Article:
Press Conference at Hokkaido Govt Press Club follows Letter of Protest to Hokkaido Police

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Hi Blog.  FYI, I will be giving a quick press conference tomorrow, Wednesday, June 25, 2008, after giving in a letter of protest regarding all the recent racial profiling happening during the G8 Summit anti-terrorism moves.  (More on that issue here.)

Schedule as follows:

  • 10:45AM Gather at Hokkaido Police HQ (Kita 2 Nishi 7)
  • 11AM Formal presentation of Protest Letter (text in Japanese here) to Hokkaido Police
  • 11:45AM Short Press Conference at Hokkaido Government Building Press Club to give the media a better understanding of what’s going on

All appointments have been made with the Hokkaido Police and the Hokkaido Government Press Club.  All parties have received advance copies of the press release and letter.

You can download everything that I’ll be presenting to the public (Japanese) at 

http://www.debito.org/doukeikougibun062508.doc

Or see the text (Japanese) of the letter of protest here.

http://www.debito.org/?p=1761

Arudou Debito in Sapporo

5 comments on “Press Conference at Hokkaido Govt Press Club follows Letter of Protest to Hokkaido Police

  • Just wanted to give a big “thank you” to Debito and all involved in this for taking the time and making the effort, which is definitely appreciated wholeheartedly. I’m excited to see how this turns out.

    Jake in Osaka

    Reply
  • I can’t wait to see how this goes. I hope it gets the media coverage it deserves. Let us know about any articles or other news coverage to look out for. Good luck and thank you!

    Reply
  • jake i think we should all be handing out these letters all over japan at all the main police stations, to protest this injustice. we should not be waiting on the sidelines to see how it turns out, because if it can happen to debito then it could happen to anyone at anytime. debito could you help everyone with a standard letter so we could all use them at every police station across the nation? WE really need to take a stand like debito and fight for our human rights.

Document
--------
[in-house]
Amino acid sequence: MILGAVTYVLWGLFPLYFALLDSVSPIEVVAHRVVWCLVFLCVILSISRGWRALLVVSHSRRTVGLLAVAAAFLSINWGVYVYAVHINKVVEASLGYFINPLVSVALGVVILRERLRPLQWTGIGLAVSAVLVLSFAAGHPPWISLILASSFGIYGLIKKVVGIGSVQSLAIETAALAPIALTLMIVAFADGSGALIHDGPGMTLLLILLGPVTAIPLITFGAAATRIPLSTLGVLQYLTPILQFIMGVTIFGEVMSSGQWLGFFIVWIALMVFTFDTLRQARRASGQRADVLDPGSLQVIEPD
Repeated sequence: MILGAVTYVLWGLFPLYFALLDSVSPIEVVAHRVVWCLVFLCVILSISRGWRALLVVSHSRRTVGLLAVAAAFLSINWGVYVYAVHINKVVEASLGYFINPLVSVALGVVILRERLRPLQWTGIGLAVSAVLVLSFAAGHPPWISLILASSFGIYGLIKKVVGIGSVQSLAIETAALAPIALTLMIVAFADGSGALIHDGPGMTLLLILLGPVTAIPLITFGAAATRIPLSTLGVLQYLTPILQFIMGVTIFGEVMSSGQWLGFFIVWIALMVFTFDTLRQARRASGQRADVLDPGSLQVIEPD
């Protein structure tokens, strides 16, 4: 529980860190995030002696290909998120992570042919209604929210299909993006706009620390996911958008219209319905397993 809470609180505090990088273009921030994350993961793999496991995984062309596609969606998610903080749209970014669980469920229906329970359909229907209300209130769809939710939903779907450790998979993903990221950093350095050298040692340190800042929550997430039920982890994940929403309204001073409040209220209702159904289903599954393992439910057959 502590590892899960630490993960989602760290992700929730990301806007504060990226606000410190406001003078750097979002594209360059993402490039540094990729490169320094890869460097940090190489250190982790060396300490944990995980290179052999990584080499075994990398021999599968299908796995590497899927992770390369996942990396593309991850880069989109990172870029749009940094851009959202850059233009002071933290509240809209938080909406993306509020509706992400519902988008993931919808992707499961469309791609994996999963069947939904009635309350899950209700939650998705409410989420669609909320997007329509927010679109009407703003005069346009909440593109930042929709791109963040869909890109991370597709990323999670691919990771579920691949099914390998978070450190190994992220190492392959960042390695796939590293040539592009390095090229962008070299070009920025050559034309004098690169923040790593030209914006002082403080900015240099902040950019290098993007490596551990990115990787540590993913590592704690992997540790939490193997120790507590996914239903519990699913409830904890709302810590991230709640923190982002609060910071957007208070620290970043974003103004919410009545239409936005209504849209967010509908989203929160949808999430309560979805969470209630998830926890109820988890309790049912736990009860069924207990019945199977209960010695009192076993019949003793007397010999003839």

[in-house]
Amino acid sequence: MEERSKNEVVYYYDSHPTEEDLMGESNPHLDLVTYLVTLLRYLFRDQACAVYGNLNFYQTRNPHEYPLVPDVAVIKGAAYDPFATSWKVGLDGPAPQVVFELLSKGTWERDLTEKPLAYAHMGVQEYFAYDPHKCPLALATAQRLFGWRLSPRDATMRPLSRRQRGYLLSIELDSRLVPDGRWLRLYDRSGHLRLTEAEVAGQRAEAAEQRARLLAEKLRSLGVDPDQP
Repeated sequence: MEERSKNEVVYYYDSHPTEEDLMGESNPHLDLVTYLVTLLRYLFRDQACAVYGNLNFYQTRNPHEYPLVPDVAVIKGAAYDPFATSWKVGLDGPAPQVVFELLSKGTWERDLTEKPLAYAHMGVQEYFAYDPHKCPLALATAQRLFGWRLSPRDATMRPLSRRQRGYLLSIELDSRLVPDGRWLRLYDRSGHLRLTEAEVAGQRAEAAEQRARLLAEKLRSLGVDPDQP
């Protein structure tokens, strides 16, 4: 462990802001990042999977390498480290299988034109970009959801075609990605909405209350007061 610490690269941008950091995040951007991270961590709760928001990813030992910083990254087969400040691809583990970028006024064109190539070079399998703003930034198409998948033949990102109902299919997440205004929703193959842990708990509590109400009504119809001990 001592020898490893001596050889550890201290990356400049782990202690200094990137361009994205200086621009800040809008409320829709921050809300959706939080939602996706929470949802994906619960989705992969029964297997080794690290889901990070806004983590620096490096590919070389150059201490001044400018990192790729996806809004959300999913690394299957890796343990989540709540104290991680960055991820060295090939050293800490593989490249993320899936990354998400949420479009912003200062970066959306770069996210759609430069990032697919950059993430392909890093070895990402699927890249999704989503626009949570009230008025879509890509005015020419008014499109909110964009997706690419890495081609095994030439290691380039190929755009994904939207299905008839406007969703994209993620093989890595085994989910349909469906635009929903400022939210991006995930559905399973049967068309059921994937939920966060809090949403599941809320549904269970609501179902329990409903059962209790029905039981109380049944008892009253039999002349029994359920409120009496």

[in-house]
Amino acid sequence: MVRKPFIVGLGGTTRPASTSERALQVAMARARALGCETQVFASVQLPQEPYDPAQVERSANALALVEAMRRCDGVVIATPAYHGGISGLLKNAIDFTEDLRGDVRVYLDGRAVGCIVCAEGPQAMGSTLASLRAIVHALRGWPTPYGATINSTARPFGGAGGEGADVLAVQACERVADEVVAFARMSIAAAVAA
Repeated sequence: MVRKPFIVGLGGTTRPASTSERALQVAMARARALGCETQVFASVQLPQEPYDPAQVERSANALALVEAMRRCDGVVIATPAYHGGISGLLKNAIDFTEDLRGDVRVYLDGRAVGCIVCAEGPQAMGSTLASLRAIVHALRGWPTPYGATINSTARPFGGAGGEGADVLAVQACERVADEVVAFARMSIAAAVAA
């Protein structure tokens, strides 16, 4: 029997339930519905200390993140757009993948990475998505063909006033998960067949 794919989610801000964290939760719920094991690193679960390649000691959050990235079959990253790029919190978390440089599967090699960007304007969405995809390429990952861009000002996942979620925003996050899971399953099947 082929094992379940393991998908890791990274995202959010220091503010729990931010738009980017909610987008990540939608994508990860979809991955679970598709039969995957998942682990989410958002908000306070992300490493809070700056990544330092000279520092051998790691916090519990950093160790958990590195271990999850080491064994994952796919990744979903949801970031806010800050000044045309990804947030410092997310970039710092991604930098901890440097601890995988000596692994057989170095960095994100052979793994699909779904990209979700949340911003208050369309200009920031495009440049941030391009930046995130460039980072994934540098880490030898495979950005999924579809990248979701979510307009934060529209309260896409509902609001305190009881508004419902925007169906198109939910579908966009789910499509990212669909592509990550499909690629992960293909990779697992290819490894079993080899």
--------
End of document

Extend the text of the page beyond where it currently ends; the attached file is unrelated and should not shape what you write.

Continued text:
–No time. Feel free to sample from my letter.

    Reply
  • Mark in Yayoi says:

    Debito, good luck tomorrow! I hope the police give meaningful answers and that the media presses them on the matter. It is egregious that in this age of passports, customs declarations, fingerprints, photographs, local alien registration, mandatory card-carrying, and the occasional home visit from a police officer, that foreign-looking people are still considered suspicious.

    I’d like to know more about the training that these cops are receiving prior to being posted at the airports and train stations with instructions to stop anyone who doesn’t look Japanese. For example:

    * The police have obtained the cooperation of the train/subway lines. Security cameras in the stations Are police reviewing these films before positioning themselves in the stations, so as to get a handle on which commuters are regulars? It should be possible for stationmasters to review tapes and count the regular foreign commuters and when they enter and exit. Are they advising police, or do the police just show up at the station and do as they like?

    * Is there anything at all that a foreign-looking person can do to remove himself from suspicion? For example, wearing a company badge? Carrying a transparent bag? Advance communication with police/stationmasters, for when tight train connections must be made? Will records of “clean” foreigners be passed to the next shift so that they don’t get hassled when using the airport/train station again?

    * Is there an official complaints desk that can look into possible violations by overzealous police? (If not, why not?) An operation this large, regardless of one’s opinion of its merits, is sure to suffer a few flare-ups and disagreements, particularly when plainclothes police officers are stopping non-suspects.

    * Any estimates of the total number of “foreigners” stopped? How much tax money was spent in harassing them? Extra officers stationed, or were they taken from other duties? (Increased crime in areas where they would have been patrolling, if not for this dragnet?) Cost per stoppage? Total cost to society including missed trains, late appointments, etc. This last is impossible to estimate, and several minutes per person of foreign-people’s time might be considered valueless by the police, but multiply by the thousands of people being stopped and you’ve got a lot of lost productivity.

    Placing so much of the nation on a high-security lockdown is something that requires, at the very least, a high degree of accountability from its implementers. Let’s hope we get some at this press conference.

    –I’ll do my best to sight-translate these questions at today’s press conference. Thanks very much for them.

    Reply
  • If no one does anything, nothing will ever change. I think history has taught that.

    Thankfully there are people like Debito-san out there.

    Reply

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